History of John Mercer Langston
John Mercer Langston (1829-1897) was born in Louisa County, Virginia. He was the third son of a freed woman (Lucy Langston) and her former white master (Ralph Quarles); both died while he was young. As an heir to a portion of his father's estate, Langston received the finest schooling available. He graduated with honors (1849) from Oberlin College, the nation's oldest coedu-
cational institution and, in 1835, the first to
admit African-American students.
A towering leader of the period after the Reconstruction (1867-1877), surprisingly, Langston's life is most closely associated with that of his brother's grandson - Langston Hughes, the American writer, poet, novelist, and playwright, most known for his work during the Harlem Renaissance.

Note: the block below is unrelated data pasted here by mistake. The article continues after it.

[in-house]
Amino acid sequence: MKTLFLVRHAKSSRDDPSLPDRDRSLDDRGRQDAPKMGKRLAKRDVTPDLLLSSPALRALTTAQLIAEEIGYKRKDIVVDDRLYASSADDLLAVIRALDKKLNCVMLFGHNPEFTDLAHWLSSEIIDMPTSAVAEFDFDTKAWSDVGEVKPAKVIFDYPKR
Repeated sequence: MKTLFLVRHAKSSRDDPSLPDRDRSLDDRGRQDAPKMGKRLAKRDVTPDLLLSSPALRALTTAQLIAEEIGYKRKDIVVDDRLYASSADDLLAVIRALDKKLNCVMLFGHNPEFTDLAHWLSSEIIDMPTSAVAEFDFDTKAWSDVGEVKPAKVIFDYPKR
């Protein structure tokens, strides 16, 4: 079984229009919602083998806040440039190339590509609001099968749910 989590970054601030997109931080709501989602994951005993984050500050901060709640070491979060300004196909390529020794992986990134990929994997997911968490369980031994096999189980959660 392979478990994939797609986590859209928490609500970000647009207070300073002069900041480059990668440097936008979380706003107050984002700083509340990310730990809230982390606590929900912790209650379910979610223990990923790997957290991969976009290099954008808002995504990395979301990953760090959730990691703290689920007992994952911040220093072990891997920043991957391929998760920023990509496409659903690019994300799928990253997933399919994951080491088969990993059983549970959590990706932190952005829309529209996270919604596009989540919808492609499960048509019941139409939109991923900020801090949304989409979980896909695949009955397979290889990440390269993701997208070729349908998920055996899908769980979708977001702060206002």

Langston led a life filled with unparalleled accomplishments during an era when racial prejudice and discrimination proved significant barriers to African Americans. As a result, numerous monuments and honors across the nation bear testament to his educational and political achievements (see partial listing below). For example, within blocks of Langston Bar and Grille, the Federal government erected (1938) the city's first public housing complex to provide affordable dwellings for the city's Depression homeless. Designed by Hilyard Robinson - a Howard University graduate and pioneer in the field of government housing for the poor - Langston Terrace received architectural acclaim for the clean, straightforward international-style lines of the buildings and its Bas-relief decorations.
A partial listing of John Langston's many achievements and accomplishments include the following: